The Faisal Shahzad case shows that Pakistan is today a global jihad university offering courses in bomb making, armed assault, guerrilla warfare and other terrorist activities. The intake is between 300 and 500. The number can go up at times, like at the height of jihad against Soviet occupation of Kabul. Three prominent Islamist groups – the Taliban operating out of Waziristan, Lashkar-e-Tayyeba (LeT) and Jaish-e-Mohammad (JeM) running training camps in Punjab, Sindh, North West Frontier Province (NWFP) and Pakistan occupied Kashmir – offer these courses. Pakistani State and its various agencies support them, according to a commentary by Policy Research Group (Poreg) posted on its web site, poreg.org
Many of the trainees are foreigners. In fact, LeT camps have been hosting recruits from the US, UK, France, Algeria, Australia, Bangladesh, India, Afghanistan, Somalia, Yemen, Egypt and Sudan since the 90s. In 1998, Hafiz Saeed, the LeT founder, published an open invitation in various Pakistani newspapers and gave the raison’detre for taking his training module. ‘Apart from Pakistani Mujahideen, hundreds of Mujahideen from other countries like Kashmir, Bosnia, Chechnya, the Philippines, Somalia and European and American countries have received training from the camps in Afghanistan and are doing jihad at many fronts in the world’, he wrote.
Poreg analysts say that examination of the admission pattern offers an interesting insight into the working of the terror groups. “First a Maulvi or Imam is sent from Pakistan to a western city. Second they establish themselves in the local Pakistani and Muslim community. Third use the local networks informally for recruitment. For instance in 1993, first of the LeT recruiters to land in London was Shafiq-Ur-Rehman from Mian Channu city in Punjab’s Khanewal district. By the time he was deported five years later in 1998, Rehman did his masters proud. He dispatched several British Pakistanis for training besides raising funds for carrying out terrorist operations in Kashmir.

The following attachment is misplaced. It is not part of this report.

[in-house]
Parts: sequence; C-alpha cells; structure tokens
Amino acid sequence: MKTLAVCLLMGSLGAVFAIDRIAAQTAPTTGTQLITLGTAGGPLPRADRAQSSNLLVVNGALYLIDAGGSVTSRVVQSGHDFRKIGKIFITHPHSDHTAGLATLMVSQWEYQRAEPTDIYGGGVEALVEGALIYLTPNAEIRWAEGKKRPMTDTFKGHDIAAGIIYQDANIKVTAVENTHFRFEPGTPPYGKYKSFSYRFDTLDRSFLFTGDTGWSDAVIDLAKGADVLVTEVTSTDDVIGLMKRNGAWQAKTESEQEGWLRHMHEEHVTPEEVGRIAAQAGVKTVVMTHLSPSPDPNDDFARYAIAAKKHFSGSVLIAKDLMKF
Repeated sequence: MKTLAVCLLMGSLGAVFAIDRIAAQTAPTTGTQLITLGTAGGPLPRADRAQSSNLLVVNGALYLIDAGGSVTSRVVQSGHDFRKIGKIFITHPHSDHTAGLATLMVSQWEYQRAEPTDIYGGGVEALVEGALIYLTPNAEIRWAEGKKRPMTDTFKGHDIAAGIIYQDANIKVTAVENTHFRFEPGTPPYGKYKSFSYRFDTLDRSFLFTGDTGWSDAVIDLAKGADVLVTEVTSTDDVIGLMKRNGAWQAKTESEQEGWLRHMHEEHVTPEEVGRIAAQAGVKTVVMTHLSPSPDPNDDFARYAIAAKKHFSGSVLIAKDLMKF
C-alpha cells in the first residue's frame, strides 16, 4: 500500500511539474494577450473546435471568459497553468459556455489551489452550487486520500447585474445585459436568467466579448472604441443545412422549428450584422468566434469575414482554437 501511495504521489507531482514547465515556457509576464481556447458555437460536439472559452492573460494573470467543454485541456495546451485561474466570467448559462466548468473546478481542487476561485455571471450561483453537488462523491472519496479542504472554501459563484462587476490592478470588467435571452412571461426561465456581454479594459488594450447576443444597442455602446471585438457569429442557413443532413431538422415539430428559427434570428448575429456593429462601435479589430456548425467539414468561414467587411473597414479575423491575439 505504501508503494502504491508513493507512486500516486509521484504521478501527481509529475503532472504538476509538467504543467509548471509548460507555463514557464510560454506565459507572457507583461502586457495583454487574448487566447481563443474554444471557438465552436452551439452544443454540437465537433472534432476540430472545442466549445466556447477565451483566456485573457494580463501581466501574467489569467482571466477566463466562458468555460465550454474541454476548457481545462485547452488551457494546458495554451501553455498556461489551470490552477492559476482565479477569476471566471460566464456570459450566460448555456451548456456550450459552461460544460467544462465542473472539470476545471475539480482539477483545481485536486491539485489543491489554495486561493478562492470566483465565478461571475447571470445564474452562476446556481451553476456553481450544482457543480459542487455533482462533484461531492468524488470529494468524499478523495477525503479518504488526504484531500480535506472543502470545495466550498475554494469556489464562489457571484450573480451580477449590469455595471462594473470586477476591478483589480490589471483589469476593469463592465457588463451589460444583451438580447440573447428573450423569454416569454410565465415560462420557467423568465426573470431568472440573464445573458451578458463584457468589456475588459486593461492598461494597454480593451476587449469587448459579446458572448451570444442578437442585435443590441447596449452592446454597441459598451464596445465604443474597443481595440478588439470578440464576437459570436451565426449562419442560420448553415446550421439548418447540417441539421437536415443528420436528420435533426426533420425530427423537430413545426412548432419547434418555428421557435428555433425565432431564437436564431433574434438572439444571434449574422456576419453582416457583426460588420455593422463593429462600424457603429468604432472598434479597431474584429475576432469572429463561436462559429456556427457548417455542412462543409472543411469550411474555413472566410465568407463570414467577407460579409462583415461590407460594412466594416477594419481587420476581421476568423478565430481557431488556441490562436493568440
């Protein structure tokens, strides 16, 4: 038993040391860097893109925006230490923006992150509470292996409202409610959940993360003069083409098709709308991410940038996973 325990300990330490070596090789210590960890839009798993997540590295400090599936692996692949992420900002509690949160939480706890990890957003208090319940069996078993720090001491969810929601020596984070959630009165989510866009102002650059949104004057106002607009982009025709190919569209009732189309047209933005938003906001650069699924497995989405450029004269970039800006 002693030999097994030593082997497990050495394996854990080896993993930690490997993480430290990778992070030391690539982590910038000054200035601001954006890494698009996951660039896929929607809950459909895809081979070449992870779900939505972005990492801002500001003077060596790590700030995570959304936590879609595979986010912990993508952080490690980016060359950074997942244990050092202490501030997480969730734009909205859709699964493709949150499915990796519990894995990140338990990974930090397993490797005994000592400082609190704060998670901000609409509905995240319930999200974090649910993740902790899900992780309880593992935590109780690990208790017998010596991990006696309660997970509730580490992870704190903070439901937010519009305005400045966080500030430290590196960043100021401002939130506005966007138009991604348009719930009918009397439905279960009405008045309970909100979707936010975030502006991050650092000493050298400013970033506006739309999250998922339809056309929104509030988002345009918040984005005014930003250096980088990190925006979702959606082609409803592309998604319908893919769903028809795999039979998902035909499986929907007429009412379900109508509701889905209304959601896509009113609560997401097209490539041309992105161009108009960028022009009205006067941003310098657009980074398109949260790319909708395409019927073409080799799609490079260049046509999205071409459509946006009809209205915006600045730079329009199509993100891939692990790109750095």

According to the commentary, terrorist groups often use charity groups as a front to raise funds and recruit men for training. LeT worked in London, for instance, through Global Jihad Fund (GJF). Set up by Saudi dissident Dr. Mohammed al-Massari and his assistant Mohammed Sohail, the GJF raised substantial funds for jihad in Bosnia, Afghanistan, Kashmir, Kosovo and Chechnya. An appeal posted on its web site asked British Muslims to support jihadi groups like LeT by sending them money and gave the bank account details for money transfer. In one of the emails intercepted by the British agencies in 1990, Mohammad Sohail said “currently jihad training is being done in Muzaffarabad in Pakistan. It is on[ly] for 21 days and is of beginners level. It is organised by Lashkar-e-Toiba (sic)… Then there are special courses.
In January 2002, another British link to LeT came to light with the arrest of Mohammed Ajmal Khan who was scouting around Canada and other countries for 1000 square metres of Kevlar, a protective coating used by the military. Khan had trained with LeT and was working as a liaison for foreign recruits at the terrorist group. Omar Khayyam, also a British Muslim, and a LeT school alumni, was convicted in the 2004’fertilizer bomb plot.’ One of the bombers involved in the London bombings of July 2005, Shahzad Tanweer, had visited LeT’s Muridke office for a ‘few days.
Pakistan Army officers and ISI sleuths have been playing a stellar role in the terror training business, Poreg claims and adds that one of the key facilitators for the British Muslims to LeT camps was an ISI officer, Col Bashir Ali Mohammad. “During his tenure at the Pakistan High Commission in London in the 90s, he encouraged LeT recruitment in London and other British cities. He was earlier involved in training Punjab terrorists. So politically well-connected was he that after retirement, he became the head of Pakistan’s Intelligence Bureau (IB) and after wards Pakistan High Commissioner in Sri Lanka in 2004”.